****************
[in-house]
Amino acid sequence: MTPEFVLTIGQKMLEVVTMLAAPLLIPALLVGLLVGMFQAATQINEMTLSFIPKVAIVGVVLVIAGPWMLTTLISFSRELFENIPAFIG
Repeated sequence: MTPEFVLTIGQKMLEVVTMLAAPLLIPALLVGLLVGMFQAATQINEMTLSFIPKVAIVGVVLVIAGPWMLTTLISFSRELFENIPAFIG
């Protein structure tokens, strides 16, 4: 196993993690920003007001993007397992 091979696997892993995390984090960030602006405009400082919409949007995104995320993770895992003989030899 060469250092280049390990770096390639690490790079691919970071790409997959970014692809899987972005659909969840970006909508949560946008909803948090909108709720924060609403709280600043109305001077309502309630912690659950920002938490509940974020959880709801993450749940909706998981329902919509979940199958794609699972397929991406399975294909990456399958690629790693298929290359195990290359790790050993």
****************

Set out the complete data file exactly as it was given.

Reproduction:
[in-house]
Amino acid sequence: MTPEFVLTIGQKMLEVVTMLAAPLLIPALLVGLLVGMFQAATQINEMTLSFIPKVAIVGVVLVIAGPWMLTTLISFSRELFENIPAFIG
Repeated sequence: MTPEFVLTIGQKMLEVVTMLAAPLLIPALLVGLLVGMFQAATQINEMTLSFIPKVAIVGVVLVIAGPWMLTTLISFSRELFENIPAFIG
């Protein structure tokens, strides 16, 4: 196993993690920003007001993007397992 091979696997892993995390984090960030602006405009400082919409949007995104995320993770895992003989030899 060469250092280049390990770096390639690490790079691919970071790409997959970014692809899987972005659909969840970006909508949560946008909803948090909108709720924060609403709280600043109305001077309502309630912690659950920002938490509940974020959880709801993450749940909706998981329902919509979940199958794609699972397929991406399975294909990456399958690629790693298929290359195990290359790790050993």